15 comments:

Melissa Walker said...

Ooh, I've definitely known some of these types... they're pretty much the basis of junior high years, right? I need to read Jo's book--been meaning to!

Kelly Parra said...

Welcome Sara!! I read Jo's book and understand this post completely. I'm not sure why kids stay friends with kids that hurt them or put them down. It all comes down to that fear of speaking out.

keri mikulski :) said...

You just brought back some memories. Just added Jo's book to my TBR list. I've been meaning to check it out. :)

skbohra said...

reading the post took me to childhood, i too had friends i may better call enemies, i think being a child you don't understand what is good and bad, you can't be sure about yourself that you are good, even you are good, you don't understand that, for a child good and bad have not definite boundaries, so even if something wrong is happening it seems to him that it may be good, it is only when you grow up you realize that, that was bad! a child simply can't be firm on his opinion!

A.S. King said...

Sadly, I think I still have people like this in my life. Though on a positive note, they come in handy when writing antagonists.
Jo's book is now on my wish list. Thanks for the recommendation!

Wendy Toliver said...

Great post, Sara! Definitely reminded me of a friend I had in Jr. High. Only she wasn't quite so cruel, thank goodness. I think the lying part might be the worst. I hate when I can't trust my friends.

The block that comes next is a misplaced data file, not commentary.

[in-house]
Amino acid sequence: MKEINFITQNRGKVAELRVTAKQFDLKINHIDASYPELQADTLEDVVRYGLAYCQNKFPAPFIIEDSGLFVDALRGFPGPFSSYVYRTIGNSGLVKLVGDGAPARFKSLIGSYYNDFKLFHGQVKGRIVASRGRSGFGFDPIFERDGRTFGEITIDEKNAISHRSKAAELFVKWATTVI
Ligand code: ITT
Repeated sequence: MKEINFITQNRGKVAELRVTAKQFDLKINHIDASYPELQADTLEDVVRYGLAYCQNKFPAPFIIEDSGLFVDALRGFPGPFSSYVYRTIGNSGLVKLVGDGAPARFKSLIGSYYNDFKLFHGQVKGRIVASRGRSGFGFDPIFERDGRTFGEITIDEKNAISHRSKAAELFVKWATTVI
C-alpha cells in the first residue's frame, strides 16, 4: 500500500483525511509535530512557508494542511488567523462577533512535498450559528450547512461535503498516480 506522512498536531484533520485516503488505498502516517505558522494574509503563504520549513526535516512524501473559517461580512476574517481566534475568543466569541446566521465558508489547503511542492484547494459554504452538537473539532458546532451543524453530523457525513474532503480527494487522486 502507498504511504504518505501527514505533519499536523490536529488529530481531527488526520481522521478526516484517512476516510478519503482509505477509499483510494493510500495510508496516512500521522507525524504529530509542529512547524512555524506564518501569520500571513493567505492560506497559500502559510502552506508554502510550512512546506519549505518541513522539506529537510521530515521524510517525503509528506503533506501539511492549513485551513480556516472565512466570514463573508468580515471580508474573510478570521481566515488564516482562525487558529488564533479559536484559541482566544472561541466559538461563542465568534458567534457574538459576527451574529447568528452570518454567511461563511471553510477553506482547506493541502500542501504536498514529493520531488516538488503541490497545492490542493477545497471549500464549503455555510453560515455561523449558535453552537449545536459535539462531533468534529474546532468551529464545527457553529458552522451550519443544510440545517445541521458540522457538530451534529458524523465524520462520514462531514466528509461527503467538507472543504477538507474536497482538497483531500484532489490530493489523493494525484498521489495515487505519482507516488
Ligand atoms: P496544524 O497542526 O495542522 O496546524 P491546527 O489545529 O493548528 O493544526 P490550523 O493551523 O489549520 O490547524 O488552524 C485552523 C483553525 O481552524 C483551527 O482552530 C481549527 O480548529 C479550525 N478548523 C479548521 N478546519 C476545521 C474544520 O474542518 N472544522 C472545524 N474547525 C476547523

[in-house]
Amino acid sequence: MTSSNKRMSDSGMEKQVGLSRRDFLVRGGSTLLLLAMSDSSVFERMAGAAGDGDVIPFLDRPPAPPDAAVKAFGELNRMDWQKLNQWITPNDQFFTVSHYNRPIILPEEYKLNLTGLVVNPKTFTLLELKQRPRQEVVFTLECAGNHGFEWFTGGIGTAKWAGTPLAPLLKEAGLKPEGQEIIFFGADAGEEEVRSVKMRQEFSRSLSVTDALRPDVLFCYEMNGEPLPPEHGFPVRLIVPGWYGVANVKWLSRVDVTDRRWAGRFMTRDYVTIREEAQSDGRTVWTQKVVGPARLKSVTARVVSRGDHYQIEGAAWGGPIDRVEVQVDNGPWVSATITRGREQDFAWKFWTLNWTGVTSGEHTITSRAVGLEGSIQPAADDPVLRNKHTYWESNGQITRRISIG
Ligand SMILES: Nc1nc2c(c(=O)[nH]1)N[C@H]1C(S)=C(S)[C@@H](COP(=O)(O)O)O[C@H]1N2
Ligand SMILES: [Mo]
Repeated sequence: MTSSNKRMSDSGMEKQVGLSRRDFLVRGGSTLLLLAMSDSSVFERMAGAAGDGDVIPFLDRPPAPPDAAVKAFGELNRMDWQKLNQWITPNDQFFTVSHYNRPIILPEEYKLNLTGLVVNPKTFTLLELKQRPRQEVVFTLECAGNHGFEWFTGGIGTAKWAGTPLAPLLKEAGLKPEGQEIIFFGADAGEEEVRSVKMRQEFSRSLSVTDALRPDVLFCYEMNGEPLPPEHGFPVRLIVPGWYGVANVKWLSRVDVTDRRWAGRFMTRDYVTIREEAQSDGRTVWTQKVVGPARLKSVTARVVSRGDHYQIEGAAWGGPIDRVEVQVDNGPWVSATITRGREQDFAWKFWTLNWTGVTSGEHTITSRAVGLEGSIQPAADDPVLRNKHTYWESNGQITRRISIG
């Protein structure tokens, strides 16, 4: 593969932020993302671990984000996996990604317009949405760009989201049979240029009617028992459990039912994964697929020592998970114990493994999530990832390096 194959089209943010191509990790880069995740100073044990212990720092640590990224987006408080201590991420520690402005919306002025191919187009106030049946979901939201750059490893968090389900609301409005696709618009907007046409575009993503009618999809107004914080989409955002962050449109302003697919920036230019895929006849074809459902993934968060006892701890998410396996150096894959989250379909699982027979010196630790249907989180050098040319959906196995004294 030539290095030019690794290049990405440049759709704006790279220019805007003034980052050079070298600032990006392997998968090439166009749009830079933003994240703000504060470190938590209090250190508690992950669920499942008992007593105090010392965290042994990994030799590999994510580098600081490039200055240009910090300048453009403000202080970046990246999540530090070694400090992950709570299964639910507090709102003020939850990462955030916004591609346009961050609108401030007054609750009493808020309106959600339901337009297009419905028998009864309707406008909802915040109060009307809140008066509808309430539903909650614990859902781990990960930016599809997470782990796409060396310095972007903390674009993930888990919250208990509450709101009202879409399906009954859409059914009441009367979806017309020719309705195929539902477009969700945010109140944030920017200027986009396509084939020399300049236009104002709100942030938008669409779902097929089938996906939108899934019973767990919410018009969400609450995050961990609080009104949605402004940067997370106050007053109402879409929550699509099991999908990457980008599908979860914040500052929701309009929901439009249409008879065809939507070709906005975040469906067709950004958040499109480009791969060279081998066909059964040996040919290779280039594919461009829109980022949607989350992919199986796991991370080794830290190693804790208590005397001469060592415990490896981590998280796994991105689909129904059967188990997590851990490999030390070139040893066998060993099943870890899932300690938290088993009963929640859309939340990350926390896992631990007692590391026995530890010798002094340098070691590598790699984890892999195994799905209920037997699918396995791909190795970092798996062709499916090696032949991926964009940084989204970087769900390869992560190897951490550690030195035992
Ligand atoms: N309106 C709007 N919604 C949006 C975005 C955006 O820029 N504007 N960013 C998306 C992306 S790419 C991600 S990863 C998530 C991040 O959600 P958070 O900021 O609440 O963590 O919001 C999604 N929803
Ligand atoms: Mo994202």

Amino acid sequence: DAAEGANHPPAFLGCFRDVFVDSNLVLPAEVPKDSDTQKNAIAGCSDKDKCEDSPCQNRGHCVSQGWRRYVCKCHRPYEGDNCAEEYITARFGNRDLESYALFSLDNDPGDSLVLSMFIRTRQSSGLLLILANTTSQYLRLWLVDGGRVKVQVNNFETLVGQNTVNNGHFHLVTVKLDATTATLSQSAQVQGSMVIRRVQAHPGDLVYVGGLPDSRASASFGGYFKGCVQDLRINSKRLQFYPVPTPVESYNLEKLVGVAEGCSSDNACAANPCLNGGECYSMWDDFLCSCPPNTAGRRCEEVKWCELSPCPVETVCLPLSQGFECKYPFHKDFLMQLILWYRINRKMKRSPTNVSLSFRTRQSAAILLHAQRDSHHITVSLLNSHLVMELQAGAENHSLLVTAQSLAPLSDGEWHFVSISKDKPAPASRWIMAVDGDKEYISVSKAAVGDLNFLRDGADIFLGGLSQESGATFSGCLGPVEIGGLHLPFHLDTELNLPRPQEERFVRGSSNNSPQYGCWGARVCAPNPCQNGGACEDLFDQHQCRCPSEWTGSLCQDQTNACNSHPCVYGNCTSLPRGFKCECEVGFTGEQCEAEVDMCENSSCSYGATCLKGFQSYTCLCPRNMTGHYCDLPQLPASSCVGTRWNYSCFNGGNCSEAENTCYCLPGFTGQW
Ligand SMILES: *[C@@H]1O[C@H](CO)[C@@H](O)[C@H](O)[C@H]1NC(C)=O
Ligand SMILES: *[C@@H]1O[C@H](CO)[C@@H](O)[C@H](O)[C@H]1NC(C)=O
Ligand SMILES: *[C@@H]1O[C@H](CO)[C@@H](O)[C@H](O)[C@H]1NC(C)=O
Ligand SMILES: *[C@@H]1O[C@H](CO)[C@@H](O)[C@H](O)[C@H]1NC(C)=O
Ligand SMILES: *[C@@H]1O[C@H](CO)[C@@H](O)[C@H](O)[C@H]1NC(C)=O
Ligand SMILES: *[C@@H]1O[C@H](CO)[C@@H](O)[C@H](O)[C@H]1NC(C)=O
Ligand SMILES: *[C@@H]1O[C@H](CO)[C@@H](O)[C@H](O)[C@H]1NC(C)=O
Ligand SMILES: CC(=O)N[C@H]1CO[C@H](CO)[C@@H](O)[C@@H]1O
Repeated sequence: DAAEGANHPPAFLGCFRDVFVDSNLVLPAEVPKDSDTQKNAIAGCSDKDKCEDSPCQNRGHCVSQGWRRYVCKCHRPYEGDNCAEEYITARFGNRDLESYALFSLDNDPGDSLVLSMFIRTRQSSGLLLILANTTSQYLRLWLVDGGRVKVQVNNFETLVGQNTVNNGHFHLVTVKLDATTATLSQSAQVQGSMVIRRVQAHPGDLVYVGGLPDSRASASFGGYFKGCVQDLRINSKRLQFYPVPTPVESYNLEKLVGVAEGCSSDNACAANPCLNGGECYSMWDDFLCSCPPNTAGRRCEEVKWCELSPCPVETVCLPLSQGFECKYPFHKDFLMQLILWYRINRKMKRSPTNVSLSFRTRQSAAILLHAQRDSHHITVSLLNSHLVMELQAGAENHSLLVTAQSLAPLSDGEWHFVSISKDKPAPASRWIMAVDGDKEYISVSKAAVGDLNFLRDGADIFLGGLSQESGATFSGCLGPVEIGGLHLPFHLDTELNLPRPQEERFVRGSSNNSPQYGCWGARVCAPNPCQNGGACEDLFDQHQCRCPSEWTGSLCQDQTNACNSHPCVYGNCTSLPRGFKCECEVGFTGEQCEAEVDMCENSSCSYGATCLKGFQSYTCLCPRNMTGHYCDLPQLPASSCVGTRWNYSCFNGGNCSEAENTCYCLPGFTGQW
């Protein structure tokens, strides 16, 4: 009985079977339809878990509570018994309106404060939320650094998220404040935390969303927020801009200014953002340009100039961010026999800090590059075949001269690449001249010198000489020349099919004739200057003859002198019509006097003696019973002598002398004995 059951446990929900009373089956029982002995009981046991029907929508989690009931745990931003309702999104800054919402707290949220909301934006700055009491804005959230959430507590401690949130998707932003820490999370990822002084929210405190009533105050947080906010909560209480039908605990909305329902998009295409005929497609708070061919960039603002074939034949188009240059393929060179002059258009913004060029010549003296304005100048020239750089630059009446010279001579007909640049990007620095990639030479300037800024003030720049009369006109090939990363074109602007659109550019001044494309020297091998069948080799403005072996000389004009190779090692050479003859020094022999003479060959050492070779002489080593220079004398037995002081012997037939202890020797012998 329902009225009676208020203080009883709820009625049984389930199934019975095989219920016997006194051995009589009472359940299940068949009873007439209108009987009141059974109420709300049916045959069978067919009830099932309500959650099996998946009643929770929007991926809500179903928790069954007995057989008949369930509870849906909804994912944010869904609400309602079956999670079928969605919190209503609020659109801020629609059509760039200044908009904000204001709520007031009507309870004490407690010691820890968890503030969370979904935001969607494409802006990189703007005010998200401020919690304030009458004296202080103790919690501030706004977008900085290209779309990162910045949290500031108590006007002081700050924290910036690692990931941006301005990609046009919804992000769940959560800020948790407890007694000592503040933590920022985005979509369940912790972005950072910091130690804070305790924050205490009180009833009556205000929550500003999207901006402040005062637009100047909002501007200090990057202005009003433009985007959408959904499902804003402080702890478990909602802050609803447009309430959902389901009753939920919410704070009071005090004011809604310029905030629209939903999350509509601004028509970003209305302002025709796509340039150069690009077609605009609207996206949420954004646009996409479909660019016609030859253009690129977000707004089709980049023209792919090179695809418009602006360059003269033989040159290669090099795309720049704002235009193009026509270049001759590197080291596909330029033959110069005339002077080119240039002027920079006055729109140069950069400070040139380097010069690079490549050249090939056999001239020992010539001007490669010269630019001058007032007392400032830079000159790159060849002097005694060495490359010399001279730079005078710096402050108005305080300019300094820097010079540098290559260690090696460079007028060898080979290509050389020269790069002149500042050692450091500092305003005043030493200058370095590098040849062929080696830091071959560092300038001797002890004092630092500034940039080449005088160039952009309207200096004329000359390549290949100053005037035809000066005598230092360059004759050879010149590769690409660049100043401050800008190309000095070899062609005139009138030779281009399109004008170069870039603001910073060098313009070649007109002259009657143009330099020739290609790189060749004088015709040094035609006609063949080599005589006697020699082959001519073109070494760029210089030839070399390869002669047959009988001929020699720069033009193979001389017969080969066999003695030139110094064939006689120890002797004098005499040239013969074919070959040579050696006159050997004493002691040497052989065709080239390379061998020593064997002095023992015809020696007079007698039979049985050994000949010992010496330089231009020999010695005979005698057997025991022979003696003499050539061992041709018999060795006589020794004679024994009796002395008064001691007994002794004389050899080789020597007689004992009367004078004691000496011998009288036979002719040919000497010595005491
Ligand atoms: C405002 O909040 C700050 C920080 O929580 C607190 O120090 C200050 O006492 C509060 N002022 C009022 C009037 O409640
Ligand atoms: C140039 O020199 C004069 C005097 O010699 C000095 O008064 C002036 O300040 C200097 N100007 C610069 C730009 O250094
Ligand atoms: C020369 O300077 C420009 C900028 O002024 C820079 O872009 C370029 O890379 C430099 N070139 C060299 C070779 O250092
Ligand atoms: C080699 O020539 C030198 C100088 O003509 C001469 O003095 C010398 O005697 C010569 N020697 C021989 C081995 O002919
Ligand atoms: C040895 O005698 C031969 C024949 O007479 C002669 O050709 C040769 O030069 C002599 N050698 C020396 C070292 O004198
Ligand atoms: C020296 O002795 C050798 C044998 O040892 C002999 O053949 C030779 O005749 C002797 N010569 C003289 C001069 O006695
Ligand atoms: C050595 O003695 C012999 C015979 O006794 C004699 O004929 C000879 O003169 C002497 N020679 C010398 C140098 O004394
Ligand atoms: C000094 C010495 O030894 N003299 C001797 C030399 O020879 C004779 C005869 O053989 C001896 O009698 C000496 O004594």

Sara Z. said...

It's sad how common those kinds of "friends" are. I think I was really lucky with all my friends for the most part, so her behavior really stood out as not right to me. I do remember some good times with her, too...

Jacqui said...

Oh, I remember that friend. Now, as a parent, it's so frustrating to watch and hear about, and get no answer to the question, "Why do you still hang out with her if she's so mean?"

I am fascinated by how attractive the ones who tell us we can't play are.

Alyson Noel said...

Oh yes, I definitely suffered some of those "arranged friendships" by well-meaning parents. A few years ago I finally told my mom just exactly what went on during those visits to Friend X's house way back when--she was suitably horrified!

Jessica Burkhart said...

Jo's book was fantastic. I definitely applaud her for bringing that issue into focus. It's shocking to realize almost all of us know or knew someone like that.

Sara Hantz said...

Welcome to the blog. Your post brings back some memories. I had a 'friend' like yours (parents friends) and she hooked up with a guy I was seeing and told him we didn't know each other very well....... I never spoke to her after that.....

Lenore said...

What always upset me was that parents thought I was a bad influence on their kids because I was a bit irreverent and didn't kiss their butts. My best friend had all these really terrible friends who made a good impression on her parents so they loved them. Little did they know.

Amanda Ashby said...

Hey Sara, welcome to TFC! My brother has just been visiting and we were actually talking about the 'family friends' we both got lumbered with when we were growing up. But the one advantage of getting older is that I seem to have become better at losing the friends who aren't really friends!

Little Willow said...

Welcome, Sara!

Quách Đại ka said...

leasingbilcharms for a charm braceletOoh, I've definitely known some of these types... they're pretty much the basis of junior high years, right? I need to read Jo's